Liam Neeson explained how the Love Actually reunion brought back the loss of his wife

‘It’s 14 years ago now and we’ve all lived lives’

liam neeson

‘It’s 14 years ago now and we’ve all lived lives’

Last month saw Red Nose Day Actually, a 10-minute comedy sequel to Richard Curtis’ 2003 romantic comedy, reuniting the original cast from Keira Knightley and Colin Firth to Bill Nighy and Martine McCutcheon, all in the name of Comic Relief.

While for us it was a fun segment, seeing Rowan Atkinson elaborately wrap red noses, Colin Firth struggle with the Portuguese language and Hugh Grant delivering another killer Prime Minister’s speech, for many of the actors it opened up old wounds.

With so much happening in the actors’ own personal lives in the fourteen years between the two Curtis productions, some spoke out about how the reunion led them to reflect on life.

liam neeson

Liam Neeson, who played Daniel, a recent widower, in the 2003 film, spoke out about how reuniting for the Love Actually sequel led him to reflect on his own wife’s death eight years ago.

His wife, Natasha Richardson, died in 2009 after a fall while skiing in Canada, leaving behind Liam and their two sons.

‘It’s 14 years ago now and we’ve all lived lives’ Liam explained to Entertainment Weekly. ‘Some of us have died. Oh my dear old friend Alan Rickman, God rest him. Some have gotten divorced. I’ve lost my wife’.

He continued: ‘And oh sure, plenty of times I’ve thought about this film and my own life. Love Actually, that’s the way it is. That’s the tapestry of life.’

liam neeson

Emma Thompson was another one of the original cast members to speak out about the emotions the reunion evoked. Emma, who played Karen in the 2003 rom com, was one of the few main characters who didn’t return for the reunion, following the death of her on-screen husband and close friend, Alan Rickman who died of pancreatic cancer in 2016.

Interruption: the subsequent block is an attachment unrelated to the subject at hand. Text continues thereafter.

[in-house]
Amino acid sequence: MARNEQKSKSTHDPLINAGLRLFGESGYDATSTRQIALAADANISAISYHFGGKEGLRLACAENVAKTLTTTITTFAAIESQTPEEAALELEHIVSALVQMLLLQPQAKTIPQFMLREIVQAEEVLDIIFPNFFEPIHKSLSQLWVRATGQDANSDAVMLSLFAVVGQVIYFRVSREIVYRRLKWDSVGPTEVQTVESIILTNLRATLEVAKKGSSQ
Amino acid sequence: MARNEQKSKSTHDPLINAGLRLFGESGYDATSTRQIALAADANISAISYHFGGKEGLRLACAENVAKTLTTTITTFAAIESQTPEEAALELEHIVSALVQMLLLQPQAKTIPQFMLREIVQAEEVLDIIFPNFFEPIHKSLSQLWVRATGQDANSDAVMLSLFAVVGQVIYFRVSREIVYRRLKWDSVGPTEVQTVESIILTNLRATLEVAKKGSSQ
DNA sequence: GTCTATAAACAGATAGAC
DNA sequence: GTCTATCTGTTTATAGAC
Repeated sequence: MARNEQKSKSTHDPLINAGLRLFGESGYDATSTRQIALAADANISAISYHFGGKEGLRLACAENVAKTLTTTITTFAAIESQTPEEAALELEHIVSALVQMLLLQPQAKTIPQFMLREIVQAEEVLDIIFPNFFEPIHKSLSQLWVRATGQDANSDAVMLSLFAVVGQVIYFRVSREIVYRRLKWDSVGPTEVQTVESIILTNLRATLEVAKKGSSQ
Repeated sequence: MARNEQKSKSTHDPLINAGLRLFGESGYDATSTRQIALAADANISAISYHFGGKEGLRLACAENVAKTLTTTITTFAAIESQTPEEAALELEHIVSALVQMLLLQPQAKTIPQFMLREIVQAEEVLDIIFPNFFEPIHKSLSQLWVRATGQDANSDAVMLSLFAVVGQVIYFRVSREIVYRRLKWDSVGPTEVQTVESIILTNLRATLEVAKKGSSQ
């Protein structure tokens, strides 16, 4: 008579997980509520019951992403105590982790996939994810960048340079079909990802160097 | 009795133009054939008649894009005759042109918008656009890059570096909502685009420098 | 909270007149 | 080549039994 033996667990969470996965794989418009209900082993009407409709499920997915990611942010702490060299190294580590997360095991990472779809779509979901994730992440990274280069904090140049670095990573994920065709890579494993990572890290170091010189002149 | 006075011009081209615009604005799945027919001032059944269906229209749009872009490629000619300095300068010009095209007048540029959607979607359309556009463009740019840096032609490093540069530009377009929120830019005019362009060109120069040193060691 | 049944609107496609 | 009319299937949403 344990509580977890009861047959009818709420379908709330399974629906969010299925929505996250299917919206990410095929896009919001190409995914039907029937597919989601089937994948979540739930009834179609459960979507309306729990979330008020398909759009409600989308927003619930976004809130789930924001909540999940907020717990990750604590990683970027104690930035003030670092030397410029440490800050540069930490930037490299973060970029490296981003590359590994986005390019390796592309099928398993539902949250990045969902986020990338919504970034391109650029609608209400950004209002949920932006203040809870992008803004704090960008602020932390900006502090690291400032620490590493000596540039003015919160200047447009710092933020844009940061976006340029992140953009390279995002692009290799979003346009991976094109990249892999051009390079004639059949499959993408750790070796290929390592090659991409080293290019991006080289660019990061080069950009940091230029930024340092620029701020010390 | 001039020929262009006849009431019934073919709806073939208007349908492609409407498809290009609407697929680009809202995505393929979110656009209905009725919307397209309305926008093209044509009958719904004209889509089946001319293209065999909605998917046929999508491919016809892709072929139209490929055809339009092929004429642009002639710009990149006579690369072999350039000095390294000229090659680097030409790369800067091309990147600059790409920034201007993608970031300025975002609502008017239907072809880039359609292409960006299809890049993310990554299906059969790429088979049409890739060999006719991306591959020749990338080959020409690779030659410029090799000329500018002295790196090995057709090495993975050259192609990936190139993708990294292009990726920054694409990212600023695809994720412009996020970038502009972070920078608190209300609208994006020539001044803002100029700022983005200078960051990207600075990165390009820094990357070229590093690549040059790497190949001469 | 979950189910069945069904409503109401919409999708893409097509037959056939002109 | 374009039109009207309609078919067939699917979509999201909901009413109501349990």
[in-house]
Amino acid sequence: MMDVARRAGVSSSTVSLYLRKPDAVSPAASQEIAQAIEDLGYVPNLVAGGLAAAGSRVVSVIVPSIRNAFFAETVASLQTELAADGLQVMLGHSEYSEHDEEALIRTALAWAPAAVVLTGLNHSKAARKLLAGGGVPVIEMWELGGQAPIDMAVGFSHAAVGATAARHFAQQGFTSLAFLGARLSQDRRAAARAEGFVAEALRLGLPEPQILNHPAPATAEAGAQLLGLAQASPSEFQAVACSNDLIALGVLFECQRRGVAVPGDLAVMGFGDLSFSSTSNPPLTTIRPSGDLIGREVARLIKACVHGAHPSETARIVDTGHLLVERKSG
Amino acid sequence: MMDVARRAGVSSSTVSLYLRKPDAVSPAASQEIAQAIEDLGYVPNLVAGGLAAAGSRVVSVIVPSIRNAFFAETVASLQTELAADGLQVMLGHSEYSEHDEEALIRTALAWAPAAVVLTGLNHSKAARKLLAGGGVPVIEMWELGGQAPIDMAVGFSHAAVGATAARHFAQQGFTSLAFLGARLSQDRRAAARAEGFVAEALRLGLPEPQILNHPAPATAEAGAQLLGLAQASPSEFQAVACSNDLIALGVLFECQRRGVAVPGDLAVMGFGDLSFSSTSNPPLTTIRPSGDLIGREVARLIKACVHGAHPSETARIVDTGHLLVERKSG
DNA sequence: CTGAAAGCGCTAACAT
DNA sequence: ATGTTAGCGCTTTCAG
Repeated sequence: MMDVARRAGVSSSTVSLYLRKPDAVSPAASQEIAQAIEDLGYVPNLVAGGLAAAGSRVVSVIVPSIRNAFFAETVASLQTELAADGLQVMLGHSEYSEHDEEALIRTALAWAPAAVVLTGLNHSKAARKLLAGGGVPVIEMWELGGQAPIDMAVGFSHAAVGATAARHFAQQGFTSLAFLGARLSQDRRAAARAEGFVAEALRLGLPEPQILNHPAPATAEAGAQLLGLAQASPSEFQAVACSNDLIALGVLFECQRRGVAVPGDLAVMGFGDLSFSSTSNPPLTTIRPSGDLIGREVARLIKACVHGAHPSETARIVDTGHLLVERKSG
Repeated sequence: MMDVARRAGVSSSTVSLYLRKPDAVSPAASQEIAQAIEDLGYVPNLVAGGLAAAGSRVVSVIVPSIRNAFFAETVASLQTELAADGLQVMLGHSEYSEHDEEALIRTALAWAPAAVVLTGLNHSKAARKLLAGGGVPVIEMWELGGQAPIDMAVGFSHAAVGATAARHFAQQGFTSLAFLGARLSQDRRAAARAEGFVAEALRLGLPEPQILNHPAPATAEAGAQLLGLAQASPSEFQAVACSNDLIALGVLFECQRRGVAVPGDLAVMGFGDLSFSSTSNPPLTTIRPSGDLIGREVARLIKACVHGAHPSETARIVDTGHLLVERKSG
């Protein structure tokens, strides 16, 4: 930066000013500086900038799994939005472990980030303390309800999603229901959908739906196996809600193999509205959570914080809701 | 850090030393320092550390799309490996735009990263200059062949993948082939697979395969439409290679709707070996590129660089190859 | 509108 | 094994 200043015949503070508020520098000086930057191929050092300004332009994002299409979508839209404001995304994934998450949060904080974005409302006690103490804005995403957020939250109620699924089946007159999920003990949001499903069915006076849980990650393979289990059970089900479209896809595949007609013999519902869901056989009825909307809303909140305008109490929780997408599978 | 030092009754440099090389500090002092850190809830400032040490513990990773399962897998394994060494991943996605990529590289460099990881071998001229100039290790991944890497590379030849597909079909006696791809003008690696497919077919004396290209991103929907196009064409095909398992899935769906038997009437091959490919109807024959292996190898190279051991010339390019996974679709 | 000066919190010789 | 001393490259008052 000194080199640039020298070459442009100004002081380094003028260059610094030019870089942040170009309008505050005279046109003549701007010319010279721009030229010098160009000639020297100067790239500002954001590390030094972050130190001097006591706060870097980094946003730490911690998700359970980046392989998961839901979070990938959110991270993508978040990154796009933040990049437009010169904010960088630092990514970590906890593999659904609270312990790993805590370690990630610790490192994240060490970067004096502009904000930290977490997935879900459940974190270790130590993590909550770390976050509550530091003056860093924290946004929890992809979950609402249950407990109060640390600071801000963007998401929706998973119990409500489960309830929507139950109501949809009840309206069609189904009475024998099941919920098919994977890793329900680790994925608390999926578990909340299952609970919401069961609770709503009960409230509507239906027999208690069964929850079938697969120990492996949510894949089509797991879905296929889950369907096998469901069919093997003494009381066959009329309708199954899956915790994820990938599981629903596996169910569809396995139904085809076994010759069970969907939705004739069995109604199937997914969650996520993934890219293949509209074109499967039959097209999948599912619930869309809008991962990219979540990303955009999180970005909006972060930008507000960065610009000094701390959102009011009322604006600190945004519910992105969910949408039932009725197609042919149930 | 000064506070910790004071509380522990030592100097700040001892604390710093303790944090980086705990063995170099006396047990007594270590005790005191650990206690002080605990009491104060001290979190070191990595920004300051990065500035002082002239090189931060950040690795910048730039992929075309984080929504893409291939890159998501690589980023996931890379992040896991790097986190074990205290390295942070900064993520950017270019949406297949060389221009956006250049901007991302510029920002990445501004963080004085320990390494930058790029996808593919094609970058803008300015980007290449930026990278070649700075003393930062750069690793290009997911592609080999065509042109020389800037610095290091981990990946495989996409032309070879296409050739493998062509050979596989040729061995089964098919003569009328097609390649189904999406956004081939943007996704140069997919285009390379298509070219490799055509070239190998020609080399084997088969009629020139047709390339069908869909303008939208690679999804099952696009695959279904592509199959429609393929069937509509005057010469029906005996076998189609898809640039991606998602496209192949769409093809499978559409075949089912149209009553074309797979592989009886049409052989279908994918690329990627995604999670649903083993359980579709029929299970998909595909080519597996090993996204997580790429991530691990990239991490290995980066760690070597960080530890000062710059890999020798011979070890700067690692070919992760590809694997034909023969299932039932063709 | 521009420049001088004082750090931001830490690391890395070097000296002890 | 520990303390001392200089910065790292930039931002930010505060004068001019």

Speaking of the decision for her not to return for the sequel, Emma explained to Press Association, ‘Richard wrote to me and said, “Darling we can’t write anything for you because of Alan,” and I said, “No of course, it would be too sad, too sad”’.

She continued: ‘It’s too soon. It’s absolutely right because it’s supposed to be for Comic Relief, but there isn’t much comic relief in the loss of our dear friend really only just over a year ago.’

Jenny Proudfoot
Features Editor

Jenny Proudfoot is an award-winning journalist, specialising in lifestyle, culture, entertainment, international development and politics. She has worked at Marie Claire UK for seven years, rising from intern to Features Editor and is now the most published Marie Claire writer of all time. She was made a 30 under 30 award-winner last year and named a rising star in journalism by the Professional Publishers Association.